Florida's "blue gold" -- the underground fresh water aquifer -- is at risk for drying up completely thanks to funding cuts under Governor Rick Scott as well as Florida's massive water usage and environmental shortsightedness.
The flow has drastically slowed, is significantly polluted by nitrates, contains toxic algae blooms, and is becoming contaminated by salt water, reports the Tampa Bay Times.
Not only is this bad news for the state's nearly 1,000 pristine springs -- which contribute $300 million annually in tourism and connect the longest and deepest underwater cave system in the world -- it's also the very same source of Florida's drinking water.
In 2001, then-Governor Jeb Bush launched a Florida Springs Initiative, which devoted $25 million over the next decade to save the state's springs. The restoration effort was defunded in 2011 under Governor Rick Scott's administration.
Meanwhile, the biggest threats to the state's aquifers go unchecked: leaky septic tanks, excess fertilizer, and livestock waste raise pollution levels to 100 times the legal limit; and flow is diminished by groundwater withdrawals that reached 4.2 billion gallons a day in 2005.
"We have a political system in our state right now that's promoting growth at any cost," says Bob Knight, who formerly ran the Florida Springs Initiative, in the above Tampa Bay Times video.
Thanks in part to the Times' prodding, Scott's administration recently released a three-page letter outlining a renewed effort to protect Florida springs although critics say it's mostly "pork barrel projects" and contains no immediate action, only voluntary steps.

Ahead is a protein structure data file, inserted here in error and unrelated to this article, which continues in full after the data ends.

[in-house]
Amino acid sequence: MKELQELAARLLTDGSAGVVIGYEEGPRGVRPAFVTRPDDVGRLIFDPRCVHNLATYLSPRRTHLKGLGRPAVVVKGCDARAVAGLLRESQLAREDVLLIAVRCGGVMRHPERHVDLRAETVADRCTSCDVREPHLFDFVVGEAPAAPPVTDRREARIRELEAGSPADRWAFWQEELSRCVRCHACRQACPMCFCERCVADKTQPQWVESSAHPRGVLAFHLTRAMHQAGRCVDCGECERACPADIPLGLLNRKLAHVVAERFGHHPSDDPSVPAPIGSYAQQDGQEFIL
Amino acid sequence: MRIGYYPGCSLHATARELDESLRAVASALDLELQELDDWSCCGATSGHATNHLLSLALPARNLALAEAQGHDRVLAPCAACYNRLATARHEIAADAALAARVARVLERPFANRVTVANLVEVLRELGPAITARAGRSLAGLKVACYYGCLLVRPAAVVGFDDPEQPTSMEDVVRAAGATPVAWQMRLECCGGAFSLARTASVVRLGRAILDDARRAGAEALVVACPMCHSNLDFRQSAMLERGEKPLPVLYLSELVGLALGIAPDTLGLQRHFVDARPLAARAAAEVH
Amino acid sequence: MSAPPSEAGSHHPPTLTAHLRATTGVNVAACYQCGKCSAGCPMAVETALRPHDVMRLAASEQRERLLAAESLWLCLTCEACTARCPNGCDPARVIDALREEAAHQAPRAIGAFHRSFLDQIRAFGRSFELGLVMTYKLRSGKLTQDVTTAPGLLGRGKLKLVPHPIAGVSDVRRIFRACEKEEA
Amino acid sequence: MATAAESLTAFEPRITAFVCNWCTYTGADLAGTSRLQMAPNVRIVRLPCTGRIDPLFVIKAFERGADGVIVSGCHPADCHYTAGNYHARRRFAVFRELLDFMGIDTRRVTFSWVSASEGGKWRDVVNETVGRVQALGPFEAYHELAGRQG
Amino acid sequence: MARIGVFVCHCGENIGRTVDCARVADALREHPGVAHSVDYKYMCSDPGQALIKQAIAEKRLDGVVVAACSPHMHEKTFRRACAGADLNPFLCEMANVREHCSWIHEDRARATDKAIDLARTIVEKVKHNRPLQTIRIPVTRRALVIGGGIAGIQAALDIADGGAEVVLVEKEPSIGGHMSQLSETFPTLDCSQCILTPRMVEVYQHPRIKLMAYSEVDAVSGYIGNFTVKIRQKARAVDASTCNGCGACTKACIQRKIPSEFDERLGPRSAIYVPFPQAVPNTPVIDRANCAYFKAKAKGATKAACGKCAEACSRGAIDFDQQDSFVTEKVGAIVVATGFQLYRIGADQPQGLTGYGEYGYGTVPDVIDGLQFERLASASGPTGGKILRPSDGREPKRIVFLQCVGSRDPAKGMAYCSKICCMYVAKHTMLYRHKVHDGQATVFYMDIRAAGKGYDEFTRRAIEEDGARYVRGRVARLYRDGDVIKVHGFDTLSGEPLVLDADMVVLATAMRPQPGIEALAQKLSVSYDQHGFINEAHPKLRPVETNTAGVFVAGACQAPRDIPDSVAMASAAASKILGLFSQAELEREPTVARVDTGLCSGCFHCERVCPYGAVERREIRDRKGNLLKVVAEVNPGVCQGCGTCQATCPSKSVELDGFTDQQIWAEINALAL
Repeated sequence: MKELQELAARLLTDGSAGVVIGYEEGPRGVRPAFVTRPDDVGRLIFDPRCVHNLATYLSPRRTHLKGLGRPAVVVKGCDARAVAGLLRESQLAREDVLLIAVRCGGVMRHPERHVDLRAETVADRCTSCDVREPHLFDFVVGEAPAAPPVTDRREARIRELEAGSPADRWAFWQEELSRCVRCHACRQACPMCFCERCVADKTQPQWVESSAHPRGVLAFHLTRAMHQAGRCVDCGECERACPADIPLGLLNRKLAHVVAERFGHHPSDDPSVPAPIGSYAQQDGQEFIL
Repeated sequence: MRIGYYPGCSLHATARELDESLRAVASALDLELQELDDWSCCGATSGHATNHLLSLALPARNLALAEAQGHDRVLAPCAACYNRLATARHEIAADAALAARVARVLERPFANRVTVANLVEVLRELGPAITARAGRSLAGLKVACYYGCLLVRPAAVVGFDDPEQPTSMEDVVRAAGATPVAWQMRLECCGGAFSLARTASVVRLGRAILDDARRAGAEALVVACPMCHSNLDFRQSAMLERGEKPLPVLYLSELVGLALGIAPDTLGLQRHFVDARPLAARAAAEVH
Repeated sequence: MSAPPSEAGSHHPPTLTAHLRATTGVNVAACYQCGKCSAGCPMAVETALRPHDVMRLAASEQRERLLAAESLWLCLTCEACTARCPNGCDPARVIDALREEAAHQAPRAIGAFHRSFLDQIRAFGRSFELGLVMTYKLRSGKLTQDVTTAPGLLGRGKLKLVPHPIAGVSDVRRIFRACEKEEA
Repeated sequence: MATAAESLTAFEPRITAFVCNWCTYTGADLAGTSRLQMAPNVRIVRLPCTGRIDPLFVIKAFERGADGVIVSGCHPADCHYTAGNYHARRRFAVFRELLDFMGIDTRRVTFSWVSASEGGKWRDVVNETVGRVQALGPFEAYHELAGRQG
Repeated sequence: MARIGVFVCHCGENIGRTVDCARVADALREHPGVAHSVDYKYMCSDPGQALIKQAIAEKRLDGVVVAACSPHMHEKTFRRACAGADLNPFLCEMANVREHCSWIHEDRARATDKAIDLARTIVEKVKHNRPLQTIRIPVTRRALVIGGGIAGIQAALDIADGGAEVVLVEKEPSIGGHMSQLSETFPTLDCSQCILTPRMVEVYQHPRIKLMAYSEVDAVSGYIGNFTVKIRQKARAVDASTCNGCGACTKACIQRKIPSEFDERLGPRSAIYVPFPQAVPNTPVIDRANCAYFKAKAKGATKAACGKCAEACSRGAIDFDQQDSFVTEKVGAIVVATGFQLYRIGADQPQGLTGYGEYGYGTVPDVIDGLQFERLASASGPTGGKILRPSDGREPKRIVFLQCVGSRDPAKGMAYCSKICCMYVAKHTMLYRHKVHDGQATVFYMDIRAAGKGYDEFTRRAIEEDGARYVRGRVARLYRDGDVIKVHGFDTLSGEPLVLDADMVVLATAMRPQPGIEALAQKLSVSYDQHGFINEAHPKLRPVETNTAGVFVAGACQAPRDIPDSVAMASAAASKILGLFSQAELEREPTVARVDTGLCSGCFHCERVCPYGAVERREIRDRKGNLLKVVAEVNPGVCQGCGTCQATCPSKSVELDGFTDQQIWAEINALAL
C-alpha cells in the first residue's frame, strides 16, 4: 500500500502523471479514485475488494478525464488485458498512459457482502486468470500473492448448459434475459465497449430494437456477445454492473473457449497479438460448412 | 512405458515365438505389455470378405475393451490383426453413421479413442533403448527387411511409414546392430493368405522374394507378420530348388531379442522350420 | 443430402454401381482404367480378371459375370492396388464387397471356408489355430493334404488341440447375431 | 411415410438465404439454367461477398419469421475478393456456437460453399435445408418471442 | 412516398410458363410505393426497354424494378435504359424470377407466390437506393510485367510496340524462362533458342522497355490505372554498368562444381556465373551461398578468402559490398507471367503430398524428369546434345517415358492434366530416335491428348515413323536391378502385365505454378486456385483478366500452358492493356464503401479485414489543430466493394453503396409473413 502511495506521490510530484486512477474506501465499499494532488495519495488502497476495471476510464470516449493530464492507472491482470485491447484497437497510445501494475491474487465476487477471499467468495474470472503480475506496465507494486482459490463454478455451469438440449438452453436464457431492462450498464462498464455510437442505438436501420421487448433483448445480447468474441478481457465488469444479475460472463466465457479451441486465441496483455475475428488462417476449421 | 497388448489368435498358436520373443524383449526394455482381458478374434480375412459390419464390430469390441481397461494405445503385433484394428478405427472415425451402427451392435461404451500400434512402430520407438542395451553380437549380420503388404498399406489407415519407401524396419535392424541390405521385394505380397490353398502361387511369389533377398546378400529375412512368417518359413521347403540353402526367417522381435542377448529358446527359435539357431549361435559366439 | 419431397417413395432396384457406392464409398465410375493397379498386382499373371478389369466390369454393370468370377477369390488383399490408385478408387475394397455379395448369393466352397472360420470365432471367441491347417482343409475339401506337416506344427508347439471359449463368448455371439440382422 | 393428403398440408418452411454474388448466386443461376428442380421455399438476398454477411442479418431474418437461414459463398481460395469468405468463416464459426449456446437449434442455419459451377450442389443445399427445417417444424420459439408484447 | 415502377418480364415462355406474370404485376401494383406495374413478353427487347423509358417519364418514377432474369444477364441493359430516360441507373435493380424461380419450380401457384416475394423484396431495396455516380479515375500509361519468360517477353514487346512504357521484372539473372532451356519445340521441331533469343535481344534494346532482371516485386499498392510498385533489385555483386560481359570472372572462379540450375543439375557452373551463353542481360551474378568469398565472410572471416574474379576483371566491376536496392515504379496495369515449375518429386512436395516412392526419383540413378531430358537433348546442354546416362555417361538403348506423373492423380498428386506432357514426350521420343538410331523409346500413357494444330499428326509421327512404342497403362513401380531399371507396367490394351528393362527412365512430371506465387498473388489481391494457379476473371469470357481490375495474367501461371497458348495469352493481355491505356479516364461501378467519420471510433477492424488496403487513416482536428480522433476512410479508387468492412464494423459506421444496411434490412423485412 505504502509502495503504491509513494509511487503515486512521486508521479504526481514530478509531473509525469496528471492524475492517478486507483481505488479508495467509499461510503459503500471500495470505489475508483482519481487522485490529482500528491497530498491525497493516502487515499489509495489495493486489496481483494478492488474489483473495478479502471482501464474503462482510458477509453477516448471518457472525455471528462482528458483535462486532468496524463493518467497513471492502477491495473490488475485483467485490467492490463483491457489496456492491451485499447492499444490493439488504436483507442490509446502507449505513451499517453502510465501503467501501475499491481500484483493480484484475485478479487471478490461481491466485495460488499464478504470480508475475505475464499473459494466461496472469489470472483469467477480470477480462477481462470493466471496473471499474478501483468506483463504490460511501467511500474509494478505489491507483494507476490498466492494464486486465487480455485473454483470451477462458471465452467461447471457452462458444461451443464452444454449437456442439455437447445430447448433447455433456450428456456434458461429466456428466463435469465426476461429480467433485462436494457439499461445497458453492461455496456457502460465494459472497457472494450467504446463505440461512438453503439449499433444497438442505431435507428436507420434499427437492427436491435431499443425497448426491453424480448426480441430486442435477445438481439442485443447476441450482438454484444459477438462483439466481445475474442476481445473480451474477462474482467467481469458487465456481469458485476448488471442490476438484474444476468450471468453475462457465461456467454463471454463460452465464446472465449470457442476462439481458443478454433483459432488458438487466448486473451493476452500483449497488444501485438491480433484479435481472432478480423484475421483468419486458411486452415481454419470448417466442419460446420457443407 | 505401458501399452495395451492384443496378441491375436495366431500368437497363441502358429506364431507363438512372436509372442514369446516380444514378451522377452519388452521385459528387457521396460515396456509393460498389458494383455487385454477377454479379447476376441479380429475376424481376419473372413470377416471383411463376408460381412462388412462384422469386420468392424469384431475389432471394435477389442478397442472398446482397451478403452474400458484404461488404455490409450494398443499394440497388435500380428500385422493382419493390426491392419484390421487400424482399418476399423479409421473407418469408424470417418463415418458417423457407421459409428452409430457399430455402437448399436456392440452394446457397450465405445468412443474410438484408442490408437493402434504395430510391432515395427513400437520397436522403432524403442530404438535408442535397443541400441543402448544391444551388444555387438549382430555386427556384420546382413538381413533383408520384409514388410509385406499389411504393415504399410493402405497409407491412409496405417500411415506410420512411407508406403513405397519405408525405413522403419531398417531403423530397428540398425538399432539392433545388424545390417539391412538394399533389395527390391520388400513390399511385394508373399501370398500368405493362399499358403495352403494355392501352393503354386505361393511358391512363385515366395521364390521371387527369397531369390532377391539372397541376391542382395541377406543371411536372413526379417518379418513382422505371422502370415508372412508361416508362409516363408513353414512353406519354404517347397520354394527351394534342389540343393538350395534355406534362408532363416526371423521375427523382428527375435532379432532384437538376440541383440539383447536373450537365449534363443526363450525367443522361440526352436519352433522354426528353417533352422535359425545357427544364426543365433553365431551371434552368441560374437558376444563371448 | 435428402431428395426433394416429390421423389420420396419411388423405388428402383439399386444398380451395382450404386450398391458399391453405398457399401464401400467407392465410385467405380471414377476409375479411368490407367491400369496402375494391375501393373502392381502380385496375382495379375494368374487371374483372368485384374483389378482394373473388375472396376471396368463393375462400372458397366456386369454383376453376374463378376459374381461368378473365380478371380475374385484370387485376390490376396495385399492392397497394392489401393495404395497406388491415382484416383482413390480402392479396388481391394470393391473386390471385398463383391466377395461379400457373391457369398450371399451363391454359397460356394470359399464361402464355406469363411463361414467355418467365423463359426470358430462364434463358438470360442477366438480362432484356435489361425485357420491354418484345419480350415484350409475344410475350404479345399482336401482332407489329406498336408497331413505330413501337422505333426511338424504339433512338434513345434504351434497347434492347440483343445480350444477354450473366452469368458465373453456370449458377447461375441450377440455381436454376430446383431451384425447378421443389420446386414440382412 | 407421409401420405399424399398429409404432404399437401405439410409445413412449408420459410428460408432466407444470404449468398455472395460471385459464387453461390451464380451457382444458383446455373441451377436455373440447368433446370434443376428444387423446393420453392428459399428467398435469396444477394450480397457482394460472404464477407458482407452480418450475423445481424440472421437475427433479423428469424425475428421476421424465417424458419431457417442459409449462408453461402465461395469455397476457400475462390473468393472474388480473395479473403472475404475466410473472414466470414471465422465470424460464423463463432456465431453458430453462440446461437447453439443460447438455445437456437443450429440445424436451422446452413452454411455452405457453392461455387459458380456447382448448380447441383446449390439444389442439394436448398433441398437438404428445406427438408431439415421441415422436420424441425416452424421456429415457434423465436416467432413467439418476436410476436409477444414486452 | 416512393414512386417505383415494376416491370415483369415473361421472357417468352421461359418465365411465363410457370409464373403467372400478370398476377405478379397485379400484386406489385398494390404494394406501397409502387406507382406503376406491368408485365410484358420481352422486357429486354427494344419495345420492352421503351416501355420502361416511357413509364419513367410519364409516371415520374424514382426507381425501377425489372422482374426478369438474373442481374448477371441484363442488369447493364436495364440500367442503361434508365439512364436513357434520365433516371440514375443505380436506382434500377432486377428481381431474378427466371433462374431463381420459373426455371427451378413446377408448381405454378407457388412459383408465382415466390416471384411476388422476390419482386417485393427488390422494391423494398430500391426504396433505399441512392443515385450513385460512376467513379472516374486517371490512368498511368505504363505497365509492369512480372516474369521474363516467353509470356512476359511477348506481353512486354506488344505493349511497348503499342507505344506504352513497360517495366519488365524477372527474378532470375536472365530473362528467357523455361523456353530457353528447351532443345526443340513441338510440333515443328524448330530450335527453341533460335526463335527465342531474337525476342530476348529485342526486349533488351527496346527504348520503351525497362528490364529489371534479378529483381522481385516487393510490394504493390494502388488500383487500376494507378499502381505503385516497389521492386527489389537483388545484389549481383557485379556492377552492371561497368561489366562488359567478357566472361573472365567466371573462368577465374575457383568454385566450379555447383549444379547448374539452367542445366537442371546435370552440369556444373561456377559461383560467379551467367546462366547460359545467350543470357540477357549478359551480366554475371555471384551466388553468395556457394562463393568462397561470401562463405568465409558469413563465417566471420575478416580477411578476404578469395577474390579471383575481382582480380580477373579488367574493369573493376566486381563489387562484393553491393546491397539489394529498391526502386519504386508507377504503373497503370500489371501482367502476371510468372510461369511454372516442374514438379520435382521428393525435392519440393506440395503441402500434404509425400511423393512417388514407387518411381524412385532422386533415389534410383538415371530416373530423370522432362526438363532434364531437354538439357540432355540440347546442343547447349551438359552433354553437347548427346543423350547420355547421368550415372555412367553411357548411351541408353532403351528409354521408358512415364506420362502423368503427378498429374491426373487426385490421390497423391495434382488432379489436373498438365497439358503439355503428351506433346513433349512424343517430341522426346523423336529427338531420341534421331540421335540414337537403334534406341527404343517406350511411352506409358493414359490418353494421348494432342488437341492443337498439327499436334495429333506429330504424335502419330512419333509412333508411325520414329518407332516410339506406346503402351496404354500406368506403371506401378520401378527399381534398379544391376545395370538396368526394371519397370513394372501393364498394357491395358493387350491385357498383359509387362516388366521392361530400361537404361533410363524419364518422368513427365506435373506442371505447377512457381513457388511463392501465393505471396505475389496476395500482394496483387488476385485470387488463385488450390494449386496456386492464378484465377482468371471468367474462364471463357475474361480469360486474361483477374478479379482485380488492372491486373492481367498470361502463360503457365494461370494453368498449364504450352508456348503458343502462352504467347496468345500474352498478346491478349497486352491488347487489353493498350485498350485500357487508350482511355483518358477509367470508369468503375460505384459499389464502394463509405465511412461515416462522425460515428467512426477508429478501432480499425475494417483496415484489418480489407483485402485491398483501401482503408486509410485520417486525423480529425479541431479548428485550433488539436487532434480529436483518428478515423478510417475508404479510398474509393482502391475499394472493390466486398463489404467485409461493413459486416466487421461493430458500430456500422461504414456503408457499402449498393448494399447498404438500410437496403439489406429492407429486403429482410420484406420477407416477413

State conservationists have resorted to independent research initiatives such as the Howard T. Odum Florida Springs Institute to keep on top of the environmental crisis even without state funding.
“The leaders of Florida are in denial that there’s a problem,” Knight told The Fine Print. “… what you have to challenge is a very rich machine that is benefiting from these groundwater withdrawals and pollution. You have people that are benefiting at the expense of the whole public, and the public is not organized, aware, or well-funded enough to do anything about it.”
Perhaps Gov. Scott just needs to spend a little time in a canoe.
Gov. Bush only launched the nation's first springs conservative initiative after taking his own personal tour of our state's majestic springs. The same guide, Jim Stevenson, who was chief naturalist of Florida’s state parks and chairman of the Florida Springs Task Force, now offers educational tours of the springs to advocate for their protection.
UPDATE: The Florida Department of Education issued a release Thursday in response to the Tampa Bay Times investigation. They hold that "over the past two years, under the leadership of Governor Scott, the Department has more than doubled the amount of money spent in the previous three fiscal years on the state’s springs."
According to the release, the department's renewed effort includes $11 million that pays for a pollution monitoring system will monitor the health of the springs wirelessly in real time. "The Department’s scientists require the most up-to-date information to continue creating solutions."
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